Shiites: Another Boko in the making?

Posted by Ademola Orunbon | 28 July 2019 | 994 times

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•Nigerian Shiites during a procession

The incessant deadly clashes between government troops, police force and Islamic Movement of Nigeria (IMN), known as Shi’ite Muslim, have raised fears that another conflict is about to get out of hand in the country.

However, recently the table has turned, the table turned because events have shown that there is a conspiracy to emasculate the police to the advantage of law breakers. After all, before now, for a group of people to embark on any procession that is likely to affect the freedom and business of members of the public, they must apply to the police to enable the police plan, monitor and prevent hoodlums from hijacking such protests.

President Muhammadu Buhari’s government stands accused of abusing human rights and oppressing a minority group after clashes every now and then, especially between the Shi’ite group and the government, in which scores of people were killed including a Channel TV journalist, Precious Owolabi, and deputy commissioner of Police, Usman Umar. Shi’ites’ problem is the continuing detention of their leader, Ibraheem El-Zakzaky, and shooting and killing many of their members by the police force in the process of calling on government to free their leader, who has been in detention since December 2015.

Nigerians all over the country are increasingly worried that the IMN could turn into a second Boko Haram. Though the movement itself denies any plans to take up arms. IMN spokesman, Ibrahim Musa, has said it before now, rejecting analogies between his movement and Boko Haram. He further stated that the Islamic Movement is guided by and led by the principle of Islam, and Islam is a religion of peace. And perhaps, only calls on people to understand it, that it doesn’t force people to follow its doctrines and ideologies.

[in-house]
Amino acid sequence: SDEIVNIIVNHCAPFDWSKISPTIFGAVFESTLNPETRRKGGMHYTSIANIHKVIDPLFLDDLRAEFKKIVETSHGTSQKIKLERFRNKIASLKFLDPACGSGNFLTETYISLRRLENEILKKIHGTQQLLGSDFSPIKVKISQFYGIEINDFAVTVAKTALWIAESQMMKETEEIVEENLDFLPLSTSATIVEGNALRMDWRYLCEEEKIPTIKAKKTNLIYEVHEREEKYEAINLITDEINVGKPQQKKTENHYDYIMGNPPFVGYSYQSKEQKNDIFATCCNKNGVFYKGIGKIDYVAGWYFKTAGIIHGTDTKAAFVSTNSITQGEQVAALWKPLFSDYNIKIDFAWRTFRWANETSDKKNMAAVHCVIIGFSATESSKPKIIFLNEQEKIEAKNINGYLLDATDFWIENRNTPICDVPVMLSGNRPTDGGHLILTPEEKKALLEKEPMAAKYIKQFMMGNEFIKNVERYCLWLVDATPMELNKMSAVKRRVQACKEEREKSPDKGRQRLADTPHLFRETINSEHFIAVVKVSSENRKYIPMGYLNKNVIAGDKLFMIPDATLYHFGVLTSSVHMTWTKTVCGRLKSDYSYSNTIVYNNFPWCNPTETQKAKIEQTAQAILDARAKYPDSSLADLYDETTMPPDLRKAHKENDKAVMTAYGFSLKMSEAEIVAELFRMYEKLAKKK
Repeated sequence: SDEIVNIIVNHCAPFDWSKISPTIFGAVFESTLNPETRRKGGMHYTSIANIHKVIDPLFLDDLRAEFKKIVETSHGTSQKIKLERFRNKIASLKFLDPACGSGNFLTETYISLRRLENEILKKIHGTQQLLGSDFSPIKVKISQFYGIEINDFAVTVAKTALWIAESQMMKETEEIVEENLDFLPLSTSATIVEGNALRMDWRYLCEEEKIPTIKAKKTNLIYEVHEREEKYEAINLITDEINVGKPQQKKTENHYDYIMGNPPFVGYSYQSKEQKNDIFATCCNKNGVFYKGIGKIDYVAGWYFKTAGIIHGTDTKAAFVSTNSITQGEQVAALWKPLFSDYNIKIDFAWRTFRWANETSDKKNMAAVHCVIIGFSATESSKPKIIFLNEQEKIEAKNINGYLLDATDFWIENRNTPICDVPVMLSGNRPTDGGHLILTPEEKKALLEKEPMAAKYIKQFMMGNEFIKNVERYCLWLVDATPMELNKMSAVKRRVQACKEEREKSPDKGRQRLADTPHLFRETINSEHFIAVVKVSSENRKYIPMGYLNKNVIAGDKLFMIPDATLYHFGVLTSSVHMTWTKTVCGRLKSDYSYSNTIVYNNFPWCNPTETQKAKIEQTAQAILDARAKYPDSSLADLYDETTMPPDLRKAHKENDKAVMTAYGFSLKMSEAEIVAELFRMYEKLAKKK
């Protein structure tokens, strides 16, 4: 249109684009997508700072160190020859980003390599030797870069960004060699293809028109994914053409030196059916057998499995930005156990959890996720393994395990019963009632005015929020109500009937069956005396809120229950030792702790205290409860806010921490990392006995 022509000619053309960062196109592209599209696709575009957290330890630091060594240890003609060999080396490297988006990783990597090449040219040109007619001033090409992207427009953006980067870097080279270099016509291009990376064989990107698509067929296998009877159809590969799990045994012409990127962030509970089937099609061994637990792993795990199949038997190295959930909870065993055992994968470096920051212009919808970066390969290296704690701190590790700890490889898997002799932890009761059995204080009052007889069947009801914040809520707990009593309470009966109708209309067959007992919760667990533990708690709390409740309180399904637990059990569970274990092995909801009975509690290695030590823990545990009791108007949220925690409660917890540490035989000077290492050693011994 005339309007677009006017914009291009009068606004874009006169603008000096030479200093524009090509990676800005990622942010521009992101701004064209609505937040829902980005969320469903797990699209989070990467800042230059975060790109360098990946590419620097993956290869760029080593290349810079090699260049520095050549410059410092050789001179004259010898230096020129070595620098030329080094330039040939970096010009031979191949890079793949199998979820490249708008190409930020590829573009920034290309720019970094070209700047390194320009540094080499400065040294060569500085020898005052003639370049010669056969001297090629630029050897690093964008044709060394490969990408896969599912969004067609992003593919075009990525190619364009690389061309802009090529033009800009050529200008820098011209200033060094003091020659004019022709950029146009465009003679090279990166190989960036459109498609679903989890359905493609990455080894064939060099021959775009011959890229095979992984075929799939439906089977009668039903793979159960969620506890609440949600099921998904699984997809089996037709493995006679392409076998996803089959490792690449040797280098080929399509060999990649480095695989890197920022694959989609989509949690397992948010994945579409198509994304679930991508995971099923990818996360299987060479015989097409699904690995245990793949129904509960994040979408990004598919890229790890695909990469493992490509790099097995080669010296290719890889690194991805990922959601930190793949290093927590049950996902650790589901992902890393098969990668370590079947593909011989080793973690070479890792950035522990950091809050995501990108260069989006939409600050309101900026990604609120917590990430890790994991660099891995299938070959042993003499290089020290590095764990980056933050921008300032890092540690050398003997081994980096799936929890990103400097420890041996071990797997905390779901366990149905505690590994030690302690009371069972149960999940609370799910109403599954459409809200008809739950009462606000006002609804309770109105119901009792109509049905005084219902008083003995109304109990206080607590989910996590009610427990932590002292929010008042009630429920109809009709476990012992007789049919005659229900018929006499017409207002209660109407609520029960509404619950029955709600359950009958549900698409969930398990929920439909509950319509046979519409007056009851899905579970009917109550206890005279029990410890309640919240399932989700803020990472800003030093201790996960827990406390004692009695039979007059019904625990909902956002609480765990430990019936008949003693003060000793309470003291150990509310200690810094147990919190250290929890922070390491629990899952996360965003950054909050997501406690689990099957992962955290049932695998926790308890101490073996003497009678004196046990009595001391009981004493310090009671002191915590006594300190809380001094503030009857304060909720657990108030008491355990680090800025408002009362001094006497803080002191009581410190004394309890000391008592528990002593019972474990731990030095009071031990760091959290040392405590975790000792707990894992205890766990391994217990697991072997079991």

We should be recalled that Boko Haram also started as a non-violent group that now turned deadly after its leader, Muhammad Yusuf, was killed by the police in 2009. And since then, the central authorities have learned nothing from what happened in the north east. Instead of listening to these people and trying to address their problems, they come up and start shooting people, and radicalising the group will only lead to more violence and aggravate their militancy, maiming and killing of people including the military forces.

However, it has now come to a stage where dialogue alone will not be enough to solve a problem which has international dimension and undertones. I have no doubts that Saudi Arabia and Iran are engaged in a proxy war in Northern Nigeria, as they are in Yemen.

For me, responsibility lies primarily with the Nigerian government. The government must follow the rule of law and comply with court ruling that ordered El-Zakzay and his wife be released. The cleric, who is in his mid-sixties, has lost the sight in one eye during the 2015 clashes, and has only been seen in public twice or thrice since he was detained by the Department of Security Services (DSS). What are they doing in the custody of DSS for four years, after he has been granted bail by two or three separate courts of the country? He and his wife are said to be in poor health.

This piece by Ademola Orunbon, who wrote from Abeokuta, Ogun State, originally appeared in today’s edition of The Nation.


Source: News Express

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